This afternoon at the pediatrician’s office, the nurse taking The Who’s vitals (tiny blood pressure cuff FTW!) asked him if he had made his Christmas list yet. The Who paused and with a sort of quizzical expression, said, “no.” I didn’t intervene, waiting to see where he would take this. She continued: “When are you gonna make it?” Again, he paused. “I don’t know,” he said. And then she asked, “What’s the first thing on your list gonna be?” Finally, he said, “Well, I’m Jewish.” And her reply, like the replies of the many other people who have learned that we don’t celebrate Christmas after asking us all about it, was, “Oh! That’s cool!” And then, “It took you a long time to say that!” And what was funny to me is that I thought it took him no time at all. For a five-year-old in a Christmas-obsessed culture being asked about Santa and presents. I thought two minutes at most for him to say, with self-possession, “I’m Jewish,” was no time at all.
I’m surprised — and frankly annoyed — by the Christmas assumption. It’s 2013. It’s the goddamn middle of Hanukkah. It’s the east coast (ish. I have a hard time calling a landlocked state part of the coast.) Please don’t misunderstand; I don’t begrudge people their Christmas. And I understand that the nurse had no ill will and was just making small talk with a kid in December. But I really would think (hope?) that people would be done assuming that everyone celebrates his or her winter holiday by making lists for Santa.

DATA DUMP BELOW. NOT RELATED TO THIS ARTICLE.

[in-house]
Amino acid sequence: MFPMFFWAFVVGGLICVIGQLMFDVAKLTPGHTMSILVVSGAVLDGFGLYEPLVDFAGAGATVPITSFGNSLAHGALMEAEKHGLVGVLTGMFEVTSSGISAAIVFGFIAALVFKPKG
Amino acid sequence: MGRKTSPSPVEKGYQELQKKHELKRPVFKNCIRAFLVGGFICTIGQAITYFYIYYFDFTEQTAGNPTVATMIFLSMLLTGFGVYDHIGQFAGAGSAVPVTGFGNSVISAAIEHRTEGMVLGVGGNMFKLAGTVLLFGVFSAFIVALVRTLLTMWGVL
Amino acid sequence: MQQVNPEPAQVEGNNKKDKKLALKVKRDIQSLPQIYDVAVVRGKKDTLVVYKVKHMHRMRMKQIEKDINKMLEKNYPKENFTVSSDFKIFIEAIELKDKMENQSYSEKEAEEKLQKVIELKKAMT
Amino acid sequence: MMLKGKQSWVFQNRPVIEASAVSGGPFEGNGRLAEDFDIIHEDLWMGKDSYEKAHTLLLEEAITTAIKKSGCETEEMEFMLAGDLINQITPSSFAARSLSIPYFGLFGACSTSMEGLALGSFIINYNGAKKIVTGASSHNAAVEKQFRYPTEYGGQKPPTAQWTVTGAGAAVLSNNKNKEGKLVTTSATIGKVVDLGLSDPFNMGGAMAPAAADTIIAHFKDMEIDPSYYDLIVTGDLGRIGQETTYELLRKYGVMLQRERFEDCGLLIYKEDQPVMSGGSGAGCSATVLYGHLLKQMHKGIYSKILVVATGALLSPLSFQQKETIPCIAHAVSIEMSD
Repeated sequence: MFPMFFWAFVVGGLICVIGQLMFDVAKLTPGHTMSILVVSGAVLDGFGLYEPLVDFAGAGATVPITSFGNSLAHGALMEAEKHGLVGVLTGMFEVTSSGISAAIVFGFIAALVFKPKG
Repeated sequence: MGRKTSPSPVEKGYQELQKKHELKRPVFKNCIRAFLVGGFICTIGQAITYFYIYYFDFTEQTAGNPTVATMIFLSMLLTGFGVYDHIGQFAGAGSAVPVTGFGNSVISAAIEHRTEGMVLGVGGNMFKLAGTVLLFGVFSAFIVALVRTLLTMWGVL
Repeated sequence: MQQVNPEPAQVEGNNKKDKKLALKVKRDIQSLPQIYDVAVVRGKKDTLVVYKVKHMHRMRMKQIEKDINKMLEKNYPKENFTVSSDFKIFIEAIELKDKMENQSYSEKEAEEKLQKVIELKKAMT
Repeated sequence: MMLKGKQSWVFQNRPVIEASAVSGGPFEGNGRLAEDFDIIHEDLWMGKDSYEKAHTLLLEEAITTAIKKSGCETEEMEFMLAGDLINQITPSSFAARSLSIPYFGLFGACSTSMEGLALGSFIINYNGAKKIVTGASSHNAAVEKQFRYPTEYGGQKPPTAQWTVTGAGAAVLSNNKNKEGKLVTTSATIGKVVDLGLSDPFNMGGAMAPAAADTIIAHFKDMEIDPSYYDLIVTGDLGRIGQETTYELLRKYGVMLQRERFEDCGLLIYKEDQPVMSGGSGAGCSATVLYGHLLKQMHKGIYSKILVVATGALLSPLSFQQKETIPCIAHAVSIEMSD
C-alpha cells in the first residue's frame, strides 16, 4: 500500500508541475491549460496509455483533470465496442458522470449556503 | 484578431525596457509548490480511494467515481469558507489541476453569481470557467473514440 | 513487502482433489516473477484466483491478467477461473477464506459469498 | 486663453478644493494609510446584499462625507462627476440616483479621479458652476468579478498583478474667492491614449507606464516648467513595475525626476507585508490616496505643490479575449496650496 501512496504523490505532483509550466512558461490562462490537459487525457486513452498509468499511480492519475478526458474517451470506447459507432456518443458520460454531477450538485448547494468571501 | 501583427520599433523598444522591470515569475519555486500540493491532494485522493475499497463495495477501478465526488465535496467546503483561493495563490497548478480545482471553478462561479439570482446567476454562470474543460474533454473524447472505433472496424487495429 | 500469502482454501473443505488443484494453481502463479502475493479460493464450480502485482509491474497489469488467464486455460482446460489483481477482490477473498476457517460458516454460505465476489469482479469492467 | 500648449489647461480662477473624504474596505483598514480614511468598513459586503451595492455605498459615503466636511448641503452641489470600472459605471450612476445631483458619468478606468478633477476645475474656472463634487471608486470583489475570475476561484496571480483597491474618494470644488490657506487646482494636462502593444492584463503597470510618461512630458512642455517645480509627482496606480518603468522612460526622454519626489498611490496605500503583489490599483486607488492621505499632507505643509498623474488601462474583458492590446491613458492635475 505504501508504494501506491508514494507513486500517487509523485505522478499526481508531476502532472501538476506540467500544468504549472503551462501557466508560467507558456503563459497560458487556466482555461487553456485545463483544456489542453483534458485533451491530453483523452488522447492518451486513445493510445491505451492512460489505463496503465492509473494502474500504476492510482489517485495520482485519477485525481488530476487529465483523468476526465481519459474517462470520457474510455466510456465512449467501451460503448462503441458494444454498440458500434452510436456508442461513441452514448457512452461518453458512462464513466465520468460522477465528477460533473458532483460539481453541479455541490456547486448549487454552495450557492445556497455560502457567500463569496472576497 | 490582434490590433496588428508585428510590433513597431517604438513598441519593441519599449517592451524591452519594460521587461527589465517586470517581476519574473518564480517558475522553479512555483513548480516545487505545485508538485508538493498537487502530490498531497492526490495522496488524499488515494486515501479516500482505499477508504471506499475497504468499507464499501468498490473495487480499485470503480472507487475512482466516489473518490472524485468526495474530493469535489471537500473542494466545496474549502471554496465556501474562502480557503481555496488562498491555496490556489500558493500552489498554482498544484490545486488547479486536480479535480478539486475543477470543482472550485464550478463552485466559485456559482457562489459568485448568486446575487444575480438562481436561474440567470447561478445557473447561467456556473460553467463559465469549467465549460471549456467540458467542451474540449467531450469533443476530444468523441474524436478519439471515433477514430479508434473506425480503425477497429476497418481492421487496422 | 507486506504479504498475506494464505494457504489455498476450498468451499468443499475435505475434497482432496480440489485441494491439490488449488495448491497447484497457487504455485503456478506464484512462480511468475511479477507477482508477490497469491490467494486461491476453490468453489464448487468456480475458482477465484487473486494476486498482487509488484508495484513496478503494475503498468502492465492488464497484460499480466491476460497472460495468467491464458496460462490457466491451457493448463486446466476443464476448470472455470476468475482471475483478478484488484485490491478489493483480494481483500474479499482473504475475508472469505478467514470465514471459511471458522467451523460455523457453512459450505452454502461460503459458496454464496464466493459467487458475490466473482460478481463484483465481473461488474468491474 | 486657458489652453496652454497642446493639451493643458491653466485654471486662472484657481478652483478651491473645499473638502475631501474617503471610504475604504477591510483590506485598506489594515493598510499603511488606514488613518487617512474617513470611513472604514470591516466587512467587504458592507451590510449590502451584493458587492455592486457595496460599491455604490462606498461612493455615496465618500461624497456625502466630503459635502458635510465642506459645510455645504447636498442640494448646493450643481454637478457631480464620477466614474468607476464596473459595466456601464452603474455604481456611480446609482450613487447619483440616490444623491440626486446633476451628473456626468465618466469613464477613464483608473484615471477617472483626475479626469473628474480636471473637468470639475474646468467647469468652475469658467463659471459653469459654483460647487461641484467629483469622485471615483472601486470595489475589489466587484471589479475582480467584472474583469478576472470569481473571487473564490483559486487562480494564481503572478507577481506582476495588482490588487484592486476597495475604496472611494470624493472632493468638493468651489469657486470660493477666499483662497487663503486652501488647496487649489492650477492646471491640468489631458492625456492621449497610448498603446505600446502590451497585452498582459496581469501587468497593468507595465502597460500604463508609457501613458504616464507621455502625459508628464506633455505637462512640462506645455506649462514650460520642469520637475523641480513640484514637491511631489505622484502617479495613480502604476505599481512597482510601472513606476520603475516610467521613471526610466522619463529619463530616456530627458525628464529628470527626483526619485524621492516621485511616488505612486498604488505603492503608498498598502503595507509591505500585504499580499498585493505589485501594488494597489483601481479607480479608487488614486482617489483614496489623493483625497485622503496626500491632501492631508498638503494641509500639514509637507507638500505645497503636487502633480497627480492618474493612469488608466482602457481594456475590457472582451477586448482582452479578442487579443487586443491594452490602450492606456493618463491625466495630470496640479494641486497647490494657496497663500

And, since we’re ranting about cultural impropriety, I saw a photo on Facebook today of The Who’s preschool class at their Thanksgiving Feast (which The Who missed this year due to travel) and each kid was wearing a “classic” brown construction paper headband with orange and red construction paper feathers. Seriously. Again, please don’t misunderstand; I don’t begrudge people their Thanksgiving. I participated in the 30 days of gratitude and I used this holiday as an excuse to get together with my family and eat lots of turkey. And no, not one person (myself included) discussed the travesty that Thanksgiving actually is when we were going around the room saying what we were thankful for. But none of us went as far as to co-opt the native headdress and wear it while celebrating a holiday that marks a time when white people committed genocide on an entire people.
And, so again, I am surprised — and frankly pissed — that in 2013 this is still going on in what I consider to be a fairly progressive and culturally sensitive preschool.
Society’s disappointing me this week, man. It’s a real bummer.